Updated: Jun 22
Photo: A screenshot from a Youtube video - https://youtu.be/5upG0bw2b9s
Back in 2010, I sang background vocals with the amazing Nicole Scherzinger. She was the most amazing and technically challenging artist I had ever worked with in my career. But it was a challenge I relished. She knew exactly how she wanted me to sing the music with a specificity that set a high bar, in a way that really excited me and motivated me. We did some promo work together that's still up on YouTube to this day (that's me singing in the background in the pic at the top of this blog).
On my way to do a gig with Nicole, I wasn't feeling well at all and I was in a lot of pain so I decided to take prescribed painkillers. By the time I got to stage for soundcheck, my body had reacted badly to the painkillers and my body went into shock. I went from singing at my microphone to being laid flat on on my back because I was in so much pain. I literally couldn't move.
Cue a whole group of people standing over me, including Nicole herself, wondering if I was okay. All I remember was a feeling of dread. This was NOT supposed to be happening.
I had a 'be professional at all costs' policy and my body wasn't playing ball. Whatever pain I was feeling in my body was supposed to be hidden from everybody; especially the celebrity singer I was working with.
I didn't want to give anybody a reason to think I wasn't competent at my job and I had a fear that I was easily replaceable. My worry was based on something real, don't get me wrong. I had seen the high turnover of creative freelancers like myself in the music industry. Even though I had these underlying fears, my physical symptioms were so intense and that was all I could think about. I am forever thankful for the medical team that rushed to my aid to support me that day.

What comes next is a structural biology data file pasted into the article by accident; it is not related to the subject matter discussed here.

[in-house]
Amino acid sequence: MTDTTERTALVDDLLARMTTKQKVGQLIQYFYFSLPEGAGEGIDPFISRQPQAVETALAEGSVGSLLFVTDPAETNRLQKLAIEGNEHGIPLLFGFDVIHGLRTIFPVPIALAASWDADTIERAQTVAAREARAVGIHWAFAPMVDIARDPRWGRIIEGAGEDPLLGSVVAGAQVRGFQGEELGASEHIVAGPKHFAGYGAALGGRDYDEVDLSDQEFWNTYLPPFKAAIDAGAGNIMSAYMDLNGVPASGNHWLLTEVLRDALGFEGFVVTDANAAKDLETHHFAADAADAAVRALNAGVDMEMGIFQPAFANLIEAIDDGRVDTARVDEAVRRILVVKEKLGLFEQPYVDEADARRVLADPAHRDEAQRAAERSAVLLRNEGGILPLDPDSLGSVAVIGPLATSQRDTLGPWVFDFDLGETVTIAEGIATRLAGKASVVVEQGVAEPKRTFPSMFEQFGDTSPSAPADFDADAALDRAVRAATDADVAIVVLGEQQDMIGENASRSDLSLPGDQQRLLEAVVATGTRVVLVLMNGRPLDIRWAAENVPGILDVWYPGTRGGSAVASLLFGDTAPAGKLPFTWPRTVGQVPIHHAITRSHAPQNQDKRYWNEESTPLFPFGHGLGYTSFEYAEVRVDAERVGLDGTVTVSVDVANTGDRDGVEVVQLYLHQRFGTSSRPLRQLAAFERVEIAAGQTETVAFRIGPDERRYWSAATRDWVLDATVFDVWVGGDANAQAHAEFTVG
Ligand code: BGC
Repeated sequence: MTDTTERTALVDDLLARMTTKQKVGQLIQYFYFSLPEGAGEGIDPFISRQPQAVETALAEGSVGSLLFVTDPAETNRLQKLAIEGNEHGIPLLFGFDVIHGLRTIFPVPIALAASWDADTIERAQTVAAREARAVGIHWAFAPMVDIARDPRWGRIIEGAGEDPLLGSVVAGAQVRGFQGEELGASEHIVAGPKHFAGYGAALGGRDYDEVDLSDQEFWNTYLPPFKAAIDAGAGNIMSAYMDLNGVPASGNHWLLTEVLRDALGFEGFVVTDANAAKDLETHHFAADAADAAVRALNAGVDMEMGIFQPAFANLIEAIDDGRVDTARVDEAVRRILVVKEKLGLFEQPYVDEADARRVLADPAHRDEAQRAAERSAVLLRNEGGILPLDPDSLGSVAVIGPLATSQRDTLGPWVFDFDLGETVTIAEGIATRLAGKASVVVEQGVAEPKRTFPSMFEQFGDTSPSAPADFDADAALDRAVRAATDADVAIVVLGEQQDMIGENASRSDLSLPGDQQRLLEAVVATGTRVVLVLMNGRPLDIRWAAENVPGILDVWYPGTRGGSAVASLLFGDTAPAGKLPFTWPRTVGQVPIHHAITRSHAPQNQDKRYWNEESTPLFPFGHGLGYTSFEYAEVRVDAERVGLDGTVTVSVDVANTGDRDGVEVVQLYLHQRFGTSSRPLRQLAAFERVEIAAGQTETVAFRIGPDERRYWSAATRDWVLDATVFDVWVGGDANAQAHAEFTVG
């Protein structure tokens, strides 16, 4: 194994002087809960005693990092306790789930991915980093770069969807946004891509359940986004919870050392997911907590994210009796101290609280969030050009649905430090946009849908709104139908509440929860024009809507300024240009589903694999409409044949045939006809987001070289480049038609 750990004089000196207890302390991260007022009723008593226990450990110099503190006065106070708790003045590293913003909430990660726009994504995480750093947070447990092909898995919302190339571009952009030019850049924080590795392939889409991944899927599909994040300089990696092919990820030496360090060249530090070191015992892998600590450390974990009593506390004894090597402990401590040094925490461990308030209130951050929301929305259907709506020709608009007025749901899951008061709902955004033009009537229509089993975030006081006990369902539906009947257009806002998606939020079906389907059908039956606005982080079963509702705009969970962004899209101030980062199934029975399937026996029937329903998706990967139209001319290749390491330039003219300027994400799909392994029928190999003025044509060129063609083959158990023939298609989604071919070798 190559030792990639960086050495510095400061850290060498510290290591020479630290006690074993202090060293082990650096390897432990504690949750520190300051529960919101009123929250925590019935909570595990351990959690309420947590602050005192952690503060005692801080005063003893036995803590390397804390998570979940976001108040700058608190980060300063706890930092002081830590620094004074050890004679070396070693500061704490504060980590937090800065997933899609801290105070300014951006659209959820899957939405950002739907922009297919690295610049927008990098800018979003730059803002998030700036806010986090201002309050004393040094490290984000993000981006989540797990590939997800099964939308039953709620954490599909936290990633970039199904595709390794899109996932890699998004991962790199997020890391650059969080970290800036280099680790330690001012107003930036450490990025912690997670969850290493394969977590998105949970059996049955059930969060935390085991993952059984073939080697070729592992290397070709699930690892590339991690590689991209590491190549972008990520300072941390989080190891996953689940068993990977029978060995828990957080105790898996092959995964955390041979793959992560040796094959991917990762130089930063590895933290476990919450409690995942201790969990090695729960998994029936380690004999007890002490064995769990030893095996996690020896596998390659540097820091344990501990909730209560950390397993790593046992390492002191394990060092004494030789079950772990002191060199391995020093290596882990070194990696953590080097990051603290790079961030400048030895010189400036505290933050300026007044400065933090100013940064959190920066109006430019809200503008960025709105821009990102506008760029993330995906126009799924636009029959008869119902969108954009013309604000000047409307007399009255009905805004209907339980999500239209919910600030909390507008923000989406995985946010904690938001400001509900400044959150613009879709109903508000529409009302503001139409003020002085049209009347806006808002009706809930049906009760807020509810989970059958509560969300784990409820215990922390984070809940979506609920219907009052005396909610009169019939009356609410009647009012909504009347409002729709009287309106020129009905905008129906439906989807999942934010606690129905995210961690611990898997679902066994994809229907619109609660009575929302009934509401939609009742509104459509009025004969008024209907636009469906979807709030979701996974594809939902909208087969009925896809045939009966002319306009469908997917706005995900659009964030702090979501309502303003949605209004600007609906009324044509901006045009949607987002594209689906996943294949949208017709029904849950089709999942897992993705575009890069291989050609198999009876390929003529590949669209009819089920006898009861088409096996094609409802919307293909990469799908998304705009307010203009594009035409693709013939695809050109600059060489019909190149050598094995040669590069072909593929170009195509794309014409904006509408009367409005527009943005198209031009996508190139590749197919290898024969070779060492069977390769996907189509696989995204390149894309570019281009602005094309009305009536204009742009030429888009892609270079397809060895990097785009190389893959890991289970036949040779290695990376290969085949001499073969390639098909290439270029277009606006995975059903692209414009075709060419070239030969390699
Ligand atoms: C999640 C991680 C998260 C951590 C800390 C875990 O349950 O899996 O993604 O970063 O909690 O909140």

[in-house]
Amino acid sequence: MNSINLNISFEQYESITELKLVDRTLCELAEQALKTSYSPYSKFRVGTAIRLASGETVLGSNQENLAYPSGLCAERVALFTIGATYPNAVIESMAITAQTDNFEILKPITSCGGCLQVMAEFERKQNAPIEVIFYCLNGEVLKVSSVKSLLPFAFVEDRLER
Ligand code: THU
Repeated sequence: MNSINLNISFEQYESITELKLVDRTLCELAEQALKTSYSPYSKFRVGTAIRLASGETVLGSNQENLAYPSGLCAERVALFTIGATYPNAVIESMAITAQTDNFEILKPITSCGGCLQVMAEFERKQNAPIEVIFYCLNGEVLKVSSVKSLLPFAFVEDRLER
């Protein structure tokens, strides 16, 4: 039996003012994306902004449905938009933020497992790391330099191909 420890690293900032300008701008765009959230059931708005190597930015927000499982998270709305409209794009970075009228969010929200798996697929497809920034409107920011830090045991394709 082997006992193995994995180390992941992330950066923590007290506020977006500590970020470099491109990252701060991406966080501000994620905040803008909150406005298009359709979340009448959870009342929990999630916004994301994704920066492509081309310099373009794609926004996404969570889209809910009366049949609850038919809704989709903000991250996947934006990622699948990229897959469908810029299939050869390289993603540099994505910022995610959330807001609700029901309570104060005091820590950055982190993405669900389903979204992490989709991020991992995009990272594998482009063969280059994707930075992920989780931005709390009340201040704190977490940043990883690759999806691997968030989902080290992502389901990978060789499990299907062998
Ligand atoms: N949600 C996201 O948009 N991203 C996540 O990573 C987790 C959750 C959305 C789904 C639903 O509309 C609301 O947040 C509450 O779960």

It's so interesting to notice how anxiety tried to 'help' me by imagining the worst to help me prepare me for it. I'm so glad to be able to see anxiety for the lie that it is.
I got the medical support I needed and I wasn't replaced. I went on to work with Nicole Scherzinger internationally.
If you are experiencing anxiety and it is keeping you up at night, occupying your days or affecting your wellbeing in any way, I would highly suggest that you do a brain dump and journal your thoughts or speak things into a speech to text app to help you get the thoughts out of your brain and onto the page.
Secondly, I would check to see if there is any tension in your body that is contributing towards your anxious mind. You might have a tight lower back, for example, and you may not realize how it is contributing to a feeling of tension in your mind. So prioritize your body, stretch and give your body what it needs—the water, nutrition and deep rest.
One thing that gives public speakers a lot of anxiety is trying to minimise uhms and ahs when you speak. The public speaking world will tell you that if you use these types of fillers, it means that you are nervous and lack confidence. However, I don't believe this to be necessarily the case.
I also believe that by fixating on NOT saying uhms and ahs, it actually keeps you saying them and creates anxiety; distracting and diverting your attention from actually being in the moment and enjoying your presentation or talk.
In the video below, I talk about how to sound professional without the need to eliminate your uhms and/or ahs. I discuss ways to stay in a space of confidence and joy when you speak, which lends itself to influence and charisma and helps you to have a voice that is promoted and paid. Check out the video below.